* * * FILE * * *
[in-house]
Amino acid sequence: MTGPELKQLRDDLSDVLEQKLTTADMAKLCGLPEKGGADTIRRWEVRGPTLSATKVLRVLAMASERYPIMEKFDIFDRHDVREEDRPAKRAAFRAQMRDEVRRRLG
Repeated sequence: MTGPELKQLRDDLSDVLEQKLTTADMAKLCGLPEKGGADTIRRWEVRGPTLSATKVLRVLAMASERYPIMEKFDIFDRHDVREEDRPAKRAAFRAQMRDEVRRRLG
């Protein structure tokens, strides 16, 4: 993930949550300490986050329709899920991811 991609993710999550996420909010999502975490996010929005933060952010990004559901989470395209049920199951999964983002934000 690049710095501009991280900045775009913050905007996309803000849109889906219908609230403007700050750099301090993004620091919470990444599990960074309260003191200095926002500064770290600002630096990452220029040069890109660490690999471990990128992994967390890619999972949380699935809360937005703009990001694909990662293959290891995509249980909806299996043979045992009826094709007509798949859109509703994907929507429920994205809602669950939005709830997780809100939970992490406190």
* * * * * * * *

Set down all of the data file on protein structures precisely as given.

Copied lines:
[in-house]
Amino acid sequence: MTGPELKQLRDDLSDVLEQKLTTADMAKLCGLPEKGGADTIRRWEVRGPTLSATKVLRVLAMASERYPIMEKFDIFDRHDVREEDRPAKRAAFRAQMRDEVRRRLG
Repeated sequence: MTGPELKQLRDDLSDVLEQKLTTADMAKLCGLPEKGGADTIRRWEVRGPTLSATKVLRVLAMASERYPIMEKFDIFDRHDVREEDRPAKRAAFRAQMRDEVRRRLG
């Protein structure tokens, strides 16, 4: 993930949550300490986050329709899920991811 991609993710999550996420909010999502975490996010929005933060952010990004559901989470395209049920199951999964983002934000 690049710095501009991280900045775009913050905007996309803000849109889906219908609230403007700050750099301090993004620091919470990444599990960074309260003191200095926002500064770290600002630096990452220029040069890109660490690999471990990128992994967390890619999972949380699935809360937005703009990001694909990662293959290891995509249980909806299996043979045992009826094709007509798949859109509703994907929507429920994205809602669950939005709830997780809100939970992490406190």